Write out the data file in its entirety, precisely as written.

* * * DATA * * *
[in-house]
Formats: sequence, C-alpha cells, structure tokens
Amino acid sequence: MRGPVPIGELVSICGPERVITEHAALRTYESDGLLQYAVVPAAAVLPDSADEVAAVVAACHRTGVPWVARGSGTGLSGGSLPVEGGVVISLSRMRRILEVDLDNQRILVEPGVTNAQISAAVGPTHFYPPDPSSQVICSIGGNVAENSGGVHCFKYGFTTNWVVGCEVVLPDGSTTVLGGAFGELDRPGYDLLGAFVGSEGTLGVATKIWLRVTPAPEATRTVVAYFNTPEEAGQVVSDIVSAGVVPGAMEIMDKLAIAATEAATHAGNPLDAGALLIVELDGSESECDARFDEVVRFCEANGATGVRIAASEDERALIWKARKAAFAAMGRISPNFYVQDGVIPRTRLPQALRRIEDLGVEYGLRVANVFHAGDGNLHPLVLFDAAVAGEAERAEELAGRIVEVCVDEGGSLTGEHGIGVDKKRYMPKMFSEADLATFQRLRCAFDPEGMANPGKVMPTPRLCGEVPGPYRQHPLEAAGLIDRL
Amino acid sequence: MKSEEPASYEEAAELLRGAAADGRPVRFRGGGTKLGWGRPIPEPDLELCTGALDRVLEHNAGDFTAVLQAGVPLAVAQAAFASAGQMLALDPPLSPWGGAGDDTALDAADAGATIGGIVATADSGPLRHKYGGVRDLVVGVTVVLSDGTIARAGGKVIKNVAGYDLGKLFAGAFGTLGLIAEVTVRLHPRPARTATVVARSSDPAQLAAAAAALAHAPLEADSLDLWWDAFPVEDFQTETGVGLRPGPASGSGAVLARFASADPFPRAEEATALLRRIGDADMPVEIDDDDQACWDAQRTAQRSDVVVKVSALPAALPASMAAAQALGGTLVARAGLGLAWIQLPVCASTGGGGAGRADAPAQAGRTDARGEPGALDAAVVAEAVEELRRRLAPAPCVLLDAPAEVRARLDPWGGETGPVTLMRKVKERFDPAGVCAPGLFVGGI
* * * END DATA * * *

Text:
[in-house]
Formats: sequence, C-alpha cells, structure tokens
Amino acid sequence: MRGPVPIGELVSICGPERVITEHAALRTYESDGLLQYAVVPAAAVLPDSADEVAAVVAACHRTGVPWVARGSGTGLSGGSLPVEGGVVISLSRMRRILEVDLDNQRILVEPGVTNAQISAAVGPTHFYPPDPSSQVICSIGGNVAENSGGVHCFKYGFTTNWVVGCEVVLPDGSTTVLGGAFGELDRPGYDLLGAFVGSEGTLGVATKIWLRVTPAPEATRTVVAYFNTPEEAGQVVSDIVSAGVVPGAMEIMDKLAIAATEAATHAGNPLDAGALLIVELDGSESECDARFDEVVRFCEANGATGVRIAASEDERALIWKARKAAFAAMGRISPNFYVQDGVIPRTRLPQALRRIEDLGVEYGLRVANVFHAGDGNLHPLVLFDAAVAGEAERAEELAGRIVEVCVDEGGSLTGEHGIGVDKKRYMPKMFSEADLATFQRLRCAFDPEGMANPGKVMPTPRLCGEVPGPYRQHPLEAAGLIDRL
Amino acid sequence: MKSEEPASYEEAAELLRGAAADGRPVRFRGGGTKLGWGRPIPEPDLELCTGALDRVLEHNAGDFTAVLQAGVPLAVAQAAFASAGQMLALDPPLSPWGGAGDDTALDAADAGATIGGIVATADSGPLRHKYGGVRDLVVGVTVVLSDGTIARAGGKVIKNVAGYDLGKLFAGAFGTLGLIAEVTVRLHPRPARTATVVARSSDPAQLAAAAAALAHAPLEADSLDLWWDAFPVEDFQTETGVGLRPGPASGSGAVLARFASADPFPRAEEATALLRRIGDADMPVEIDDDDQACWDAQRTAQRSDVVVKVSALPAALPASMAAAQALGGTLVARAGLGLAWIQLPVCASTGGGGAGRADAPAQAGRTDARGEPGALDAAVVAEAVEELRRRLAPAPCVLLDAPAEVRARLDPWGGETGPVTLMRKVKERFDPAGVCAPGLFVGGI